Essentially, comScore, inc. has a large sales force and existing relationships with big brands that pay comScore to provide them with analytics. These analytics come primarily through panel data, in which comScore uses a sampling of users as a way to determine web traffic and usage data. By selling Flurry’s SDK to clients, comScore can remain relevant by providing mobile analytics on top of their existing web analytics package.
Flurry wins because comScore’s sales force will sell Flurry’s data analytics software, generating an initial revenue stream for Flurry. According to VP of Marketing Peter Farago, clients will pay comScore to have Flurry’s SDK installed on their applications, and Flurry will make a revenue-share for each client. ComScore is adding reporting and charting software on top of Flurry’s analytics. Flurry is traditionally free for developers, but comScore is going to charge clients to use Flurry because of the additional reporting and charting they add.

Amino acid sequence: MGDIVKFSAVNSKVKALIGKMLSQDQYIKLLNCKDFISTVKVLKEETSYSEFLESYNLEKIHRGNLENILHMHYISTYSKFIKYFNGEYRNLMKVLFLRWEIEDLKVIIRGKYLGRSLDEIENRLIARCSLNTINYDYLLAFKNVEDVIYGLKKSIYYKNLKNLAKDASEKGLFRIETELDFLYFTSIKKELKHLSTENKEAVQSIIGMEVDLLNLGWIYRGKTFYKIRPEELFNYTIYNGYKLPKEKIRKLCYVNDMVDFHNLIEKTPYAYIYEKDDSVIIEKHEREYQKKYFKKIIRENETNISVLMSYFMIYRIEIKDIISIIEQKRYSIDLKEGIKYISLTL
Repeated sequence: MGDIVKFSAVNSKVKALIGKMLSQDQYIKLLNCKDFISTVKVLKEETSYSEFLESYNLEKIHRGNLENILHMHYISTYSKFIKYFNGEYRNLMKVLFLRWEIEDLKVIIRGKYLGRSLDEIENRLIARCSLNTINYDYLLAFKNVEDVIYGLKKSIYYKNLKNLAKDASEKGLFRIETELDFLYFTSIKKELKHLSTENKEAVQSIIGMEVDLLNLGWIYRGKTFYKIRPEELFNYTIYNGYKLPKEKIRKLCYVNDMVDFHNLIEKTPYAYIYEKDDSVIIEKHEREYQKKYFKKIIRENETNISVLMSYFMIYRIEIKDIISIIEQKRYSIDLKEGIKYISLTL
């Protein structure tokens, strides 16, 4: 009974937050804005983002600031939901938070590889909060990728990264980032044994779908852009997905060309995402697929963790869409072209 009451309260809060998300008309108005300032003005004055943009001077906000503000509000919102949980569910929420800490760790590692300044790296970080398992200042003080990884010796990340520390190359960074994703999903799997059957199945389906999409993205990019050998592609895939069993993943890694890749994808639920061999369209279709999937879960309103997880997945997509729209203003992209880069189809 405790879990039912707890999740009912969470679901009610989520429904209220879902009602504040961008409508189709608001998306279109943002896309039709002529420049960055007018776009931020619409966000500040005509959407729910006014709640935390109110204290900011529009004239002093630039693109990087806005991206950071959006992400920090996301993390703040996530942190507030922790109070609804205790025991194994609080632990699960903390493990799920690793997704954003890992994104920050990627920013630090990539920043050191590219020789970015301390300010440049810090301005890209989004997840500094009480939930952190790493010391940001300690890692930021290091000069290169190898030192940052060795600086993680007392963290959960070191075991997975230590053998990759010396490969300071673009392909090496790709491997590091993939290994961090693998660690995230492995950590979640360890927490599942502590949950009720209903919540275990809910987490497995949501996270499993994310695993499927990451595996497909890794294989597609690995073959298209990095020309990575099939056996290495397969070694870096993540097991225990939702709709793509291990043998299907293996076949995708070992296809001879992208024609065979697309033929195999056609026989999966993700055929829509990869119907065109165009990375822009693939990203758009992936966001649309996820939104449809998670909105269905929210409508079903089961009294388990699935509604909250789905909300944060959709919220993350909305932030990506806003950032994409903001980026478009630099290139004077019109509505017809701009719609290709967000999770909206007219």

In general, this is part of a larger push by Flurry to take revenue generation seriously. Sources within the company have told me that this is one of two revenue initiatives they are working on (the other being AppCircle, which is in private beta). Though they downplayed the revenue value of the deal, it is clear that it is a major draw for Flurry. Another major draw is access to comScore’s high profile customer list and sales force. In this way, Flurry doesn’t have to create a large sales force to sell its product to big brands and companies, but still gets a cut of the revenue generated from the opportunity.